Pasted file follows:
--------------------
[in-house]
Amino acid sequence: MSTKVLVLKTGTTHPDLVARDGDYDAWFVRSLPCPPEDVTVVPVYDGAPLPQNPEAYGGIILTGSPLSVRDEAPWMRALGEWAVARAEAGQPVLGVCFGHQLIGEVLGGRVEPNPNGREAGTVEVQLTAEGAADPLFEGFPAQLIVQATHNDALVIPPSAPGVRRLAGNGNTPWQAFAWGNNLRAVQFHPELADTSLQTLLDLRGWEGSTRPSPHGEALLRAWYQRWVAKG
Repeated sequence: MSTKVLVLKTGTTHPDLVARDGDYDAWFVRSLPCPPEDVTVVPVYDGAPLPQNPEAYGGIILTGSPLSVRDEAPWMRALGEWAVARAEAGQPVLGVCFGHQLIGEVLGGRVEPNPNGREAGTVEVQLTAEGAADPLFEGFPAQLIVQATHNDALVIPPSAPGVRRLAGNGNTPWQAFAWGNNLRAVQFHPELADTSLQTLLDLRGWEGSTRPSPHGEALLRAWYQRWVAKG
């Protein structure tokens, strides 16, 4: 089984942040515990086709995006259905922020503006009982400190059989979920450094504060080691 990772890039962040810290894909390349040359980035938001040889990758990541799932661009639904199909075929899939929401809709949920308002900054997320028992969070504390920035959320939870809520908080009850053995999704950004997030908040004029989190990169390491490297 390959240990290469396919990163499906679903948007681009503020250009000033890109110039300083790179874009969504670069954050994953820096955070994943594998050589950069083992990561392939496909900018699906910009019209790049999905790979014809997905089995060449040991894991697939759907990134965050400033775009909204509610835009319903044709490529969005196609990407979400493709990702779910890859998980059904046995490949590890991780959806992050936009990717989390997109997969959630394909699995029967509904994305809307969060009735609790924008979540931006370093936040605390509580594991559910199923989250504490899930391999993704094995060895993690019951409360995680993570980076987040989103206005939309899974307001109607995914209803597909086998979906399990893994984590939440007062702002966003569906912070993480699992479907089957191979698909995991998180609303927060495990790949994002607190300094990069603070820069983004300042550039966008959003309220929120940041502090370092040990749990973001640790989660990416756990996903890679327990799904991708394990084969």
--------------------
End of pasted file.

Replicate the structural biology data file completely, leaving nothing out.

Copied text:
[in-house]
Amino acid sequence: MSTKVLVLKTGTTHPDLVARDGDYDAWFVRSLPCPPEDVTVVPVYDGAPLPQNPEAYGGIILTGSPLSVRDEAPWMRALGEWAVARAEAGQPVLGVCFGHQLIGEVLGGRVEPNPNGREAGTVEVQLTAEGAADPLFEGFPAQLIVQATHNDALVIPPSAPGVRRLAGNGNTPWQAFAWGNNLRAVQFHPELADTSLQTLLDLRGWEGSTRPSPHGEALLRAWYQRWVAKG
Repeated sequence: MSTKVLVLKTGTTHPDLVARDGDYDAWFVRSLPCPPEDVTVVPVYDGAPLPQNPEAYGGIILTGSPLSVRDEAPWMRALGEWAVARAEAGQPVLGVCFGHQLIGEVLGGRVEPNPNGREAGTVEVQLTAEGAADPLFEGFPAQLIVQATHNDALVIPPSAPGVRRLAGNGNTPWQAFAWGNNLRAVQFHPELADTSLQTLLDLRGWEGSTRPSPHGEALLRAWYQRWVAKG
């Protein structure tokens, strides 16, 4: 089984942040515990086709995006259905922020503006009982400190059989979920450094504060080691 990772890039962040810290894909390349040359980035938001040889990758990541799932661009639904199909075929899939929401809709949920308002900054997320028992969070504390920035959320939870809520908080009850053995999704950004997030908040004029989190990169390491490297 390959240990290469396919990163499906679903948007681009503020250009000033890109110039300083790179874009969504670069954050994953820096955070994943594998050589950069083992990561392939496909900018699906910009019209790049999905790979014809997905089995060449040991894991697939759907990134965050400033775009909204509610835009319903044709490529969005196609990407979400493709990702779910890859998980059904046995490949590890991780959806992050936009990717989390997109997969959630394909699995029967509904994305809307969060009735609790924008979540931006370093936040605390509580594991559910199923989250504490899930391999993704094995060895993690019951409360995680993570980076987040989103206005939309899974307001109607995914209803597909086998979906399990893994984590939440007062702002966003569906912070993480699992479907089957191979698909995991998180609303927060495990790949994002607190300094990069603070820069983004300042550039966008959003309220929120940041502090370092040990749990973001640790989660990416756990996903890679327990799904991708394990084969």